June 2013
Volume 54, Issue 15
Free
ARVO Annual Meeting Abstract  |   June 2013
Cost-effectiveness of ranibizumab and bevacizumab for neovascular age-related macular degeneration: 1 year IVAN results
Author Affiliations & Notes
  • Chris Rogers
    Clinical Trials & Evaluation Unit, University of Bristol, Bristol, United Kingdom
  • Helen Dakin
    Health Economics Research Centre, Department of Public Health, University of Oxford, Oxford, United Kingdom
  • Sarah Wordsworth
    Health Economics Research Centre, Department of Public Health, University of Oxford, Oxford, United Kingdom
  • Giselle Abangma
    Health Economics Research Centre, Department of Public Health, University of Oxford, Oxford, United Kingdom
  • James Raftery
    Wessex Institute for Health Research and Development, University of Southampton, Southampton, United Kingdom
  • Simon Harding
    Department of Eye and Vision Science, Institute of Ageing and Chronic Disease, University of Liverpool, Liverpool, United Kingdom
  • Usha Chakravarthy
    Institute of Clinical Science, The Queen’s University of Belfast, Belfast, United Kingdom
  • Andrew Lotery
    Clinical and Experimental Sciences, Faculty of Medicine, University of Southampton, Southampton, United Kingdom
  • Susan Downes
    Oxford University Hospitals NHS Trust, Oxford, United Kingdom
  • Barnaby Reeves
    Clinical Trials & Evaluation Unit, University of Bristol, Bristol, United Kingdom
  • Footnotes
    Commercial Relationships Chris Rogers, Novartis (R); Helen Dakin, Pfizer (in different diseases - not AMD) (C), Pfizer (in different diseases - not AMD) (F); Sarah Wordsworth, None; Giselle Abangma, None; James Raftery, None; Simon Harding, Novartis (F), Novartis (R); Usha Chakravarthy, Bayer (C), Novartis (F), Neovista (C), Oraya (F); Andrew Lotery, Novartis (F), Bayer (R); Susan Downes, Novartis (F), Novartis (R); Barnaby Reeves, None
  • Footnotes
    Support None
Investigative Ophthalmology & Visual Science June 2013, Vol.54, 373. doi:
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      Chris Rogers, Helen Dakin, Sarah Wordsworth, Giselle Abangma, James Raftery, Simon Harding, Usha Chakravarthy, Andrew Lotery, Susan Downes, Barnaby Reeves, ; Cost-effectiveness of ranibizumab and bevacizumab for neovascular age-related macular degeneration: 1 year IVAN results. Invest. Ophthalmol. Vis. Sci. 2013;54(15):373.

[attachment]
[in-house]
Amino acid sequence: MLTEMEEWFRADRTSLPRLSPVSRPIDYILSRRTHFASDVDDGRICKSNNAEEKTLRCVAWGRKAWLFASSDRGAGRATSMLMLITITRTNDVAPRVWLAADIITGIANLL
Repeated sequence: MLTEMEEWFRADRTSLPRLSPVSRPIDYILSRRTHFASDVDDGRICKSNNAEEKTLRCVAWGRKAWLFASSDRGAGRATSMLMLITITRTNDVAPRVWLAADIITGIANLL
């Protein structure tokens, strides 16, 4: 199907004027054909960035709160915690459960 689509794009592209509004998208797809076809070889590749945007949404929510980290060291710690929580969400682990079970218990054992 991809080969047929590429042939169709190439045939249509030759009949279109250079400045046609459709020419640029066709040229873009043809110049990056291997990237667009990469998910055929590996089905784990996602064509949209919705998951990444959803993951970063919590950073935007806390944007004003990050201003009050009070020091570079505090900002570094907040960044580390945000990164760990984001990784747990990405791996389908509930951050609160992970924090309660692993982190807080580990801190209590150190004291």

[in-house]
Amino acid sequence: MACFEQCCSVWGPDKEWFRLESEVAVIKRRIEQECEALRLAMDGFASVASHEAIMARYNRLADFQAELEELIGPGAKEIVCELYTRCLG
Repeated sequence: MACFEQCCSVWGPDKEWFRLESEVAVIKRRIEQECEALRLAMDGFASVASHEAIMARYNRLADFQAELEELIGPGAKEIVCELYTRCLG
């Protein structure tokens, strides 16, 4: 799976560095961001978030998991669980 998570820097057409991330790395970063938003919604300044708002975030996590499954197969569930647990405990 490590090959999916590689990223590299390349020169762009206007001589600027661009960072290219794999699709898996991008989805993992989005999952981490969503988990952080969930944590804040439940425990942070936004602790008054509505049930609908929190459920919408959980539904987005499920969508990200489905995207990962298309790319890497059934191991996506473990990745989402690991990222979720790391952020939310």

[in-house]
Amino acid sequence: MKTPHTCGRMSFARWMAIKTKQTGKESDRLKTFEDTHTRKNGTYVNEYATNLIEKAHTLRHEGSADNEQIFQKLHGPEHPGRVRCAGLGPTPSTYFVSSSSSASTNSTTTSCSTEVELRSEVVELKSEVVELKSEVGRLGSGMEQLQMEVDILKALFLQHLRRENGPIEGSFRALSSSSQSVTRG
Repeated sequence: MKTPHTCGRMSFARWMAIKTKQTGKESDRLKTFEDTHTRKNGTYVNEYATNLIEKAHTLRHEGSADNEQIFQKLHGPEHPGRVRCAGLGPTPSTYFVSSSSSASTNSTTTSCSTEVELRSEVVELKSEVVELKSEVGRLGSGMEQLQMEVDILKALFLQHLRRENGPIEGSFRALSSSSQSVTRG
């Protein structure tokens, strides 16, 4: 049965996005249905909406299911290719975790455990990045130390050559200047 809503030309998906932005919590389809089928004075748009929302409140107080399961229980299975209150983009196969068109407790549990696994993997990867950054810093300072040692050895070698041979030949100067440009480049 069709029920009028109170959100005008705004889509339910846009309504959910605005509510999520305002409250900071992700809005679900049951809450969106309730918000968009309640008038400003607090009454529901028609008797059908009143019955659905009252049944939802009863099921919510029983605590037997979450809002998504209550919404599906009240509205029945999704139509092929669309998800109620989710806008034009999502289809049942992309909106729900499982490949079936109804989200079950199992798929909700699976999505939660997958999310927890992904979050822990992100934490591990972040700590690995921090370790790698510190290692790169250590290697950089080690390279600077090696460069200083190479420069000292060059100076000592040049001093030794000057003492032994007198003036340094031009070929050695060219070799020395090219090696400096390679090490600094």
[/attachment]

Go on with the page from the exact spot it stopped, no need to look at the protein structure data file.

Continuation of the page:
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      © ARVO (1962-2015); The Authors (2016-present)

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Abstract

Purpose: To assess the incremental cost and cost-effectiveness of monthly and as-needed treatment regimens of bevacizumab (Avastin) and ranibizumab (Lucentis) for neovascular age-related macular degeneration (nAMD) from the perspective of the UK National Health Service.

Methods: In IVAN, a double-masked, factorial randomized controlled trial (ISRCTN92166560), 610 patients aged ≥50 years with untreated nAMD were randomized to ranibizumab or bevacizumab and to monthly or as-needed treatment. Quality of life (EQ-5D) and healthcare resource use (including: study medication; drug administration/monitoring consultations; and any concomitant medication, ambulatory consultations and hospitalizations linked to expected adverse events) were collected prospectively for all patients. We conducted a within-trial cost-utility analysis with a 1-year time horizon to assess the relative costs and cost-effectiveness of bevacizumab vs. ranibizumab and of as-needed vs. monthly treatment.

Results: Total annual costs ranged from £9670 (95% CI: £9541, £9,799) per patient for monthly ranibizumab to £1504 (95% CI: £1433, £1575) for as-needed bevacizumab. Ranibizumab was significantly more costly than bevacizumab, costing an additional £7875 (95% CI: £7659, £8091; p<0.001) per patient for monthly treatment and £4993 (95% CI: £4556, £5430; p<0.001) for as-needed treatment. Preliminary results suggested that quality-adjusted life years (QALYs) varied between 0.817 (95% CI: 0.793, 0.840) for as-needed bevacizumab to 0.829 (95% CI: 0.805, 0.852) for as-needed ranibizumab, with no significant differences between drugs or dosing regimens (p>0.4). Bootstrapping analyses showed that if society is willing to pay £20,000 to gain a QALY, there is a 66% chance that as-needed bevacizumab is the most cost-effective treatment evaluated in IVAN and a 34% chance that monthly bevacizumab is best. The probability of either ranibizumab regimen being cost-effective was <0.01% at £20,000 and £30,000 (~$50,000) per QALY. Costs and QALYs allowing for expected and unexpected serious adverse events will also be presented.

Conclusions: The analysis, which included all treatment-related healthcare costs, demonstrates that we can be confident that ranibizumab is not cost-effective compared with bevacizumab, being substantially more costly and producing little or no additional health improvement.

Keywords: 412 age-related macular degeneration • 460 clinical (human) or epidemiologic studies: health care delivery/economics/manpower • 466 clinical (human) or epidemiologic studies: treatment/prevention assessment/controlled clinical trials  
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